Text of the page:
There’s a new tool in the Edifix toolbox! Starting on April 30, we’re introducing the Cabells Reference Checking feature—and during our six-month open beta period, Edifix users can try it out on any and every Edifix job at no additional cost!
→ What is Edifix, anyway? Edifix is bibliographic reference processing in the cloud, and you can learn more about it on Edifix.com!
What’s at stake
Predatory, fraudulent, or unscrupulous journal publishing practices have been a topic of conversation among stakeholders in scholarly communications for many years.
“Predatory publishing” has been extensively discussed on the Scholarly Kitchen, including recent perspectives from both Russia and India as well as two of 2019’s most-read posts, which addressed “citation contamination” and reviewed the Cabells Predatory Reports database.
It’s the subject of scholarly research, including this study of the Scopus database, this PhD dissertation on predatory publishing in biomedical fields, and this colloquium paper in PNAS.
Sometimes it can even be funny … but not when it happens to you. No one wants to unwittingly submit their research to a predatory, illegitimate, or questionably ethical journal, and no one wants to discover after their work is published that some of their citations may be unreliable.
→ Not an Edifix user? You can sign up here for a free trial to try it out!
Why it’s complicated
Cabells Predatory Reports aims to shine a light on the deceptive practices that threaten to undermine quality research. Extensively researched and documented based on 60+ behavioral indicators, this database of over 14,000 publications is the go-to source for information on journals that engage in predatory, deceptive, and unethical publishing practices. The detailed reports provided for each journal give you the information you need to make decisions about sources in your reference lists.
Accurately identifying these journals in reference lists is tricky, since journal names may be abbreviated or mistranscribed, while predatory publishers deliberately choose titles that resemble those of reputable journals. But by using Inera’s sophisticated technology for automatic journal name identification, Edifix can catch the journals included on the Cabells list regardless of how they are formatted in your references.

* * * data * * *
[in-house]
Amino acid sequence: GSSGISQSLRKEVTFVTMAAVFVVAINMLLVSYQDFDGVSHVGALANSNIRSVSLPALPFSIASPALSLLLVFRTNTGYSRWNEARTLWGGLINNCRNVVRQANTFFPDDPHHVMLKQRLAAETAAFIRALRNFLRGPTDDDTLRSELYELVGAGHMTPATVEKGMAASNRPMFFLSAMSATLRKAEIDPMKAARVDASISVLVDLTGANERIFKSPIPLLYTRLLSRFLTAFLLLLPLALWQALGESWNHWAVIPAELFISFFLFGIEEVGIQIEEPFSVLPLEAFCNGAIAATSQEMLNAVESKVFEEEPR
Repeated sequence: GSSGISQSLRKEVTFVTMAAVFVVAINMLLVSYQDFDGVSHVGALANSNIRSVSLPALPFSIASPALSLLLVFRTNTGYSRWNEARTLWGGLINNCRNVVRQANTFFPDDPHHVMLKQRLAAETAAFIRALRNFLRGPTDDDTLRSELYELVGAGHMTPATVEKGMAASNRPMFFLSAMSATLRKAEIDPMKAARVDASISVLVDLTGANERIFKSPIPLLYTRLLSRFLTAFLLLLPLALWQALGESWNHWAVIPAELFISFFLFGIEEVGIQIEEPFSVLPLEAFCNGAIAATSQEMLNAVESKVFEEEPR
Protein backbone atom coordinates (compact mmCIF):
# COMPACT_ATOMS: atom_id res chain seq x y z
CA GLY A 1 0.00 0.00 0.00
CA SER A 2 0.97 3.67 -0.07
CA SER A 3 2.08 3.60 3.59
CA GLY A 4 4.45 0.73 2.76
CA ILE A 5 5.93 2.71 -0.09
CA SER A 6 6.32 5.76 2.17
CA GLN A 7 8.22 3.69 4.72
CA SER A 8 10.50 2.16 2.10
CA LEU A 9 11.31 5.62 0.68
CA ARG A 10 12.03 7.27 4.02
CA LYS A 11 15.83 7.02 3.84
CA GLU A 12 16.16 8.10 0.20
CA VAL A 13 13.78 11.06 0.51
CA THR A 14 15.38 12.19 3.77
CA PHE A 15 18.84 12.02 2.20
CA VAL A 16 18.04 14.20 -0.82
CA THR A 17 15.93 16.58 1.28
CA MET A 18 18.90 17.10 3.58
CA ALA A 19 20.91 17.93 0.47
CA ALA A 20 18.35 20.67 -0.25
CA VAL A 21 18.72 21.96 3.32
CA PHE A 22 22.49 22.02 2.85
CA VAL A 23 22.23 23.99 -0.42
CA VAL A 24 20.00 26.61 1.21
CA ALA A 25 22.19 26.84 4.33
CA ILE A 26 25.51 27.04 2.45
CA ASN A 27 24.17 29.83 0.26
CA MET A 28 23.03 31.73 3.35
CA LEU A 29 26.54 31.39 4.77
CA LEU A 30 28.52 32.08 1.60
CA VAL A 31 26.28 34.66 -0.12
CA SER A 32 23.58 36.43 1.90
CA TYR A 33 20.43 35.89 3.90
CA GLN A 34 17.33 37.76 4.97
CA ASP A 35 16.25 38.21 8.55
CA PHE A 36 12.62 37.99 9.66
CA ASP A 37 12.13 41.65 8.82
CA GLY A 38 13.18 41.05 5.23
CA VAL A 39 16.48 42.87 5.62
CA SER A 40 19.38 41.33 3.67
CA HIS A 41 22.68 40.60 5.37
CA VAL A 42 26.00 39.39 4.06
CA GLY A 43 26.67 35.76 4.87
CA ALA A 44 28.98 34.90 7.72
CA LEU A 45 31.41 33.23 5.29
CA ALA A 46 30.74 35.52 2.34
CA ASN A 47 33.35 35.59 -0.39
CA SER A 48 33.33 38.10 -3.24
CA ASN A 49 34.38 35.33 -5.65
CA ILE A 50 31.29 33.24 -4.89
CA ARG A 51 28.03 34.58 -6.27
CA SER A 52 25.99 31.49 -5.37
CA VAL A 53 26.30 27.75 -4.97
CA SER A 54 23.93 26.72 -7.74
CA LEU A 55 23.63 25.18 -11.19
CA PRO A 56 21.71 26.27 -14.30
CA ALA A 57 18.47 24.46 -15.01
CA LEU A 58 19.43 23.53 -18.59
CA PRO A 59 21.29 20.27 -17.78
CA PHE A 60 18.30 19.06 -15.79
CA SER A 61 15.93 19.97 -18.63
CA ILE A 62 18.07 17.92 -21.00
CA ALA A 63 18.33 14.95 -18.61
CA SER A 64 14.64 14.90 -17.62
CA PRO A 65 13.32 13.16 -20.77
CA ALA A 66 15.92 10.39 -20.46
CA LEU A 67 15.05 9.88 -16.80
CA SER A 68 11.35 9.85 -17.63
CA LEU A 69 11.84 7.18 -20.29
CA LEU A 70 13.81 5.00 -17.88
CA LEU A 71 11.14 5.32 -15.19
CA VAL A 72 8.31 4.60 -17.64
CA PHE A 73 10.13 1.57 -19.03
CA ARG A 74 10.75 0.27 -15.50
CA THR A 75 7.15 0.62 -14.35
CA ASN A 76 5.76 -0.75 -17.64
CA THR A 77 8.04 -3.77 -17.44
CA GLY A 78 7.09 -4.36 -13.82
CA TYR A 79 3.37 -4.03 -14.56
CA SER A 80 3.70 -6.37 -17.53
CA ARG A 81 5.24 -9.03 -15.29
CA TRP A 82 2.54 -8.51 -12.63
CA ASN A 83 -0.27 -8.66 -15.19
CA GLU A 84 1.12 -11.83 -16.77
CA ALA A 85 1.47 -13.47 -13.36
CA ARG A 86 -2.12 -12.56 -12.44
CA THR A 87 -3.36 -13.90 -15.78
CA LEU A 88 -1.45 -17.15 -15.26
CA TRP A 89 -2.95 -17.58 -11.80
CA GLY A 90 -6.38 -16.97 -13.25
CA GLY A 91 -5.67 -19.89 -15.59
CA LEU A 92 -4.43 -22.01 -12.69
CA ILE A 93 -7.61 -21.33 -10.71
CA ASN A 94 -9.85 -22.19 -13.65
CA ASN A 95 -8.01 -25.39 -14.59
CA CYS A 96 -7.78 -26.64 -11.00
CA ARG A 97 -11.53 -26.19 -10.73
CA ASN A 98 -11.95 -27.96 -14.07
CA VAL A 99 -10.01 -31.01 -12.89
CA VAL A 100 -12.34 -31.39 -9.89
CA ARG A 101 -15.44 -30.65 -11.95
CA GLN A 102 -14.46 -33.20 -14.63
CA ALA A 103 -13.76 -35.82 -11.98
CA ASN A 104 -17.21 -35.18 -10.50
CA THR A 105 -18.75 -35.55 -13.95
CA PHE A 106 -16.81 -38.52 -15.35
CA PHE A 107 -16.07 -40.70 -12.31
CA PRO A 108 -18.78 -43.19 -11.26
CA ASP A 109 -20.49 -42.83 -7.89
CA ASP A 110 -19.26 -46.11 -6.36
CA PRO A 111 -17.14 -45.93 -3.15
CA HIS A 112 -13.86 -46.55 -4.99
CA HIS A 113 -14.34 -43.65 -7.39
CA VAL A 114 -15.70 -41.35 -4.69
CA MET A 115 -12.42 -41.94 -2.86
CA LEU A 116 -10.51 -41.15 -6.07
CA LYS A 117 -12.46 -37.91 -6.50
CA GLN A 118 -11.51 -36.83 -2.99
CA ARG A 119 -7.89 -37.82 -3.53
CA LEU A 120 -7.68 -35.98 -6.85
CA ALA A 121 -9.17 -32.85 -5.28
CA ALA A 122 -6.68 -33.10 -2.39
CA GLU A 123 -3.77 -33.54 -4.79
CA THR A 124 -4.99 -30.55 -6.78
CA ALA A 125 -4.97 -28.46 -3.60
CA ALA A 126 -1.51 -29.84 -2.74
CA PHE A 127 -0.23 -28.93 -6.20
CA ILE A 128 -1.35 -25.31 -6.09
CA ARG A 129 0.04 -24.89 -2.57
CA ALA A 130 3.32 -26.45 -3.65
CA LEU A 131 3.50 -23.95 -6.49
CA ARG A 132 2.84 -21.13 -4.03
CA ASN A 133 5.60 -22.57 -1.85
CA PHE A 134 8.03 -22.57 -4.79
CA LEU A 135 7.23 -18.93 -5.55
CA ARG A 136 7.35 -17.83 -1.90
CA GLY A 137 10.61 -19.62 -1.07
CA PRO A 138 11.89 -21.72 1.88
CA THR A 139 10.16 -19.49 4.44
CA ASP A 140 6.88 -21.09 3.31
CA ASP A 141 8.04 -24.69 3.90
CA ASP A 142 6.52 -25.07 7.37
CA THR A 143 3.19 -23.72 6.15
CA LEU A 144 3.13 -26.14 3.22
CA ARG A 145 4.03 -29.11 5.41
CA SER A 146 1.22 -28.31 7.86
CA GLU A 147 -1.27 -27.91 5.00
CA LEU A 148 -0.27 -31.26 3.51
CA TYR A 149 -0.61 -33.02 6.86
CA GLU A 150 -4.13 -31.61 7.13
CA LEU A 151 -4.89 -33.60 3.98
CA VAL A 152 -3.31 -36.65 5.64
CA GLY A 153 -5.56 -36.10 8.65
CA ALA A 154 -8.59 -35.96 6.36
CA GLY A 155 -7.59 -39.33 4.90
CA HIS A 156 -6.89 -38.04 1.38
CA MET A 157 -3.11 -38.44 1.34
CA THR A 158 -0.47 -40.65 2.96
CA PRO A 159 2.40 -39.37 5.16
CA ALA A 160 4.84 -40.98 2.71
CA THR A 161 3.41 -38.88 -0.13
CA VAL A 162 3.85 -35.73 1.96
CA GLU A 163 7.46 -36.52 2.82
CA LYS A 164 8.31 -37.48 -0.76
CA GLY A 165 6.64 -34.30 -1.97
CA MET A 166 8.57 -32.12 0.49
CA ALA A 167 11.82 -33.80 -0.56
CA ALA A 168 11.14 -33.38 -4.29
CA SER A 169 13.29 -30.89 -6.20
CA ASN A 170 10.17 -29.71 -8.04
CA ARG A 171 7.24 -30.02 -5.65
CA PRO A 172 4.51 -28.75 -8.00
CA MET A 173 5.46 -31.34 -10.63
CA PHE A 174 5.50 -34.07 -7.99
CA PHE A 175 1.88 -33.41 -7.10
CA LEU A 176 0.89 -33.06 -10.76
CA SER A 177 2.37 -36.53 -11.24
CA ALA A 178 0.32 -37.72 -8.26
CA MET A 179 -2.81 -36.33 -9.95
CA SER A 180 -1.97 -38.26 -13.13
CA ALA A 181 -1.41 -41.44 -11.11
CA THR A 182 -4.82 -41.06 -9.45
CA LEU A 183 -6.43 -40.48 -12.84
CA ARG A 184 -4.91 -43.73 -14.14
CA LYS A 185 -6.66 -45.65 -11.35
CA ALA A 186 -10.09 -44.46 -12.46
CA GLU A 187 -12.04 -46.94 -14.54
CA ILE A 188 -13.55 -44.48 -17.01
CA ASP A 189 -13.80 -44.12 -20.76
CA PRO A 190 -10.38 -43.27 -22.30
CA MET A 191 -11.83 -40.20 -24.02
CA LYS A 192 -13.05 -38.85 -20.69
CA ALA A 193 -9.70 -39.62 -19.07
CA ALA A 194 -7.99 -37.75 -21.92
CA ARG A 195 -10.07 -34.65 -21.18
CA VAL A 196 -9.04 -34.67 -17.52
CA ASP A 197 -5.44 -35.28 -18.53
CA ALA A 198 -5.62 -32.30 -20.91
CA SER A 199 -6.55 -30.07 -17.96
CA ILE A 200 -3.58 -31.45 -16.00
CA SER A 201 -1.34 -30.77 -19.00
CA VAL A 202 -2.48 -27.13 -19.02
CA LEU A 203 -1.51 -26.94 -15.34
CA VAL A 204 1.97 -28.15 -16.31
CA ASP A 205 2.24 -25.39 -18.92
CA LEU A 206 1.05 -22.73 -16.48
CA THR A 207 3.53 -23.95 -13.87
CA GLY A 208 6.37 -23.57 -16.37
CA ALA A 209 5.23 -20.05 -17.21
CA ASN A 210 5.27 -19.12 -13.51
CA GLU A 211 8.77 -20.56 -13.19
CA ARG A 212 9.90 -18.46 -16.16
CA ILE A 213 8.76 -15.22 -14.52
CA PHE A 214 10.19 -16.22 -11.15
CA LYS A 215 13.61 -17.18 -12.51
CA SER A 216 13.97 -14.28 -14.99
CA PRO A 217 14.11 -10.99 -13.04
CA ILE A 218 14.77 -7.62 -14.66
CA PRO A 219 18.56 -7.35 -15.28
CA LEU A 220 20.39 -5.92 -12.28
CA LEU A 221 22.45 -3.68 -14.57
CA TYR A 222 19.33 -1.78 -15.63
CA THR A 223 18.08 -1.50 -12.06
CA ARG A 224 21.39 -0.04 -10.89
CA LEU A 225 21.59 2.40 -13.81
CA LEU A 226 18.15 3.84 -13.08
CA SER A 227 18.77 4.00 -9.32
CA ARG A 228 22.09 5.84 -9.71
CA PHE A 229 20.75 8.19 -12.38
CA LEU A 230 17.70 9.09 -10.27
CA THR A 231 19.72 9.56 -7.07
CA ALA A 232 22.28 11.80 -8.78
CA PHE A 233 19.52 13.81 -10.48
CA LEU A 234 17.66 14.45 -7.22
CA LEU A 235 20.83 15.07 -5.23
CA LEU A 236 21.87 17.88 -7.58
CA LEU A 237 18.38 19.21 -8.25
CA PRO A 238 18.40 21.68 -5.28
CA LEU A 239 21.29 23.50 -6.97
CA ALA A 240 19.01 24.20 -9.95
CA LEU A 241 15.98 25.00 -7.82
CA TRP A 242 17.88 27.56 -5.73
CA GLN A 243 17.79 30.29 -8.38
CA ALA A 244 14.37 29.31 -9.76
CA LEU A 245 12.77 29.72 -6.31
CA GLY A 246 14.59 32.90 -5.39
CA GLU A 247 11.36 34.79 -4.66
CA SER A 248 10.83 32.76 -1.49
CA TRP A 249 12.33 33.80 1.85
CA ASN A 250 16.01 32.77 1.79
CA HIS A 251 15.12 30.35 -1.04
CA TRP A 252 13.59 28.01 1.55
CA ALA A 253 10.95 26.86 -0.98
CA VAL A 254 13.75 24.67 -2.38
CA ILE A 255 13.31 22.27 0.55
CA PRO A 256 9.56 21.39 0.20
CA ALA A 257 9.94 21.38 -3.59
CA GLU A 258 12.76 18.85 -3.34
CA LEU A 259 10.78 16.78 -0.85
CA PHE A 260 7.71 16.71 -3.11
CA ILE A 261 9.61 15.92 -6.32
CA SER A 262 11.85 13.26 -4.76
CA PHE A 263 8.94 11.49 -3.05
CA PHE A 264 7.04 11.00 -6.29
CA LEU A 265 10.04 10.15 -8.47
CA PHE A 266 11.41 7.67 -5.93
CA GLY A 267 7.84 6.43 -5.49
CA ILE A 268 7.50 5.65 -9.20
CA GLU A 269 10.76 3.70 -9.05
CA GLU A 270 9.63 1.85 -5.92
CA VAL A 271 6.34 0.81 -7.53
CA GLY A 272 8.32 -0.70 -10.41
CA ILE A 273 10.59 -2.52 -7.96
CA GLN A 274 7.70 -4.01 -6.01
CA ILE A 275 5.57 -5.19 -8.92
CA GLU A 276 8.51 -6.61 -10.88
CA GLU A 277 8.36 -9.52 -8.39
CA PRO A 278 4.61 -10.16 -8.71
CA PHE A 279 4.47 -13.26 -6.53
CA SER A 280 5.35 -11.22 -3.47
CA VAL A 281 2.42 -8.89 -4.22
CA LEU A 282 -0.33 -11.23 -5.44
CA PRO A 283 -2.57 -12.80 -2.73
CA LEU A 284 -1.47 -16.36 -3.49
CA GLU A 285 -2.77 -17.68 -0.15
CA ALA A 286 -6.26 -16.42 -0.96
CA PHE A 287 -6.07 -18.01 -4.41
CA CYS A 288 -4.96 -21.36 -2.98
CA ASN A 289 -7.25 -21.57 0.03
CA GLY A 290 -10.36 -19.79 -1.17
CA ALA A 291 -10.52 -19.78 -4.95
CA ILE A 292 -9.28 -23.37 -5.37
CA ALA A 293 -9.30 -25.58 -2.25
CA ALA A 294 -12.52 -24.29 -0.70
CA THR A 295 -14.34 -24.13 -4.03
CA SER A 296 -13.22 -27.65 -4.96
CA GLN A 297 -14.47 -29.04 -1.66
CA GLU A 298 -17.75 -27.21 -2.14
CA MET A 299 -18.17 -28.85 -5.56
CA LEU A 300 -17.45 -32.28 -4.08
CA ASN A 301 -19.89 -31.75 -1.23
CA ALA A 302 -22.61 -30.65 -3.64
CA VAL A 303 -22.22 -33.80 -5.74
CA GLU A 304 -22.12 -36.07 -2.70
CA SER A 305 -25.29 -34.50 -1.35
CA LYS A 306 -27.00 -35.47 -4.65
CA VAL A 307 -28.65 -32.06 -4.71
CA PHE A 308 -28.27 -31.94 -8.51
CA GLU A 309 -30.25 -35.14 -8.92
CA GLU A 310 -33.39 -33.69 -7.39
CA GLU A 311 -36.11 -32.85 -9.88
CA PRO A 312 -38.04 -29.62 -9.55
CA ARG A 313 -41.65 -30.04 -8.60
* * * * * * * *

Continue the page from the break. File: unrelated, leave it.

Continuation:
What you can do about it
You need good information on the legitimacy of the sources you’re citing, but you don’t have time to individually search every journal title in your bibliography in Cabells Predatory Reports!
That’s where Edifix comes in. With Cabells Reference Checking enabled, we’ll check every journal title in your reference list against the Cabells Predatory Reports database and report the results when the job is finished.
If a journal title in one of your references is flagged, just click the link to go straight to the journal’s entry in Cabells Predatory Reports, where you’ll find title info and the list of violations that earned its place in the database.
→ What does Cabells look for in evaluating journals for Predatory Reports? We’re glad you asked!
What you do next is up to you! Whether Edifix reports a correction, a retraction, or a predatory journal title, our goal is to give you good data to make informed decisions about your references.
Try it now! During the six-month open beta, Edifix subscribers can access full details on every flagged journal title from Cabells Predatory Reports at no additional cost. We’re eager to hear your feedback, so keep an eye out for the results in the Edifix UI, and we encourage you to reach out to us about your experiences using this important new tool.
What happens after the beta period? We’ll be collecting data on Cabells Reference Checking and refining the tool during this open trial period. Edifix customers who like the feature and want to continue getting the full results after the beta period closes will need a subscription to Cabells Predatory Reports; more information is available from the Cabells website.
Want to learn more about our partnership with Cabells? Check out the SSP Sponsored Session we presented in October 2020 on addressing “citation contamination” through our technology integration.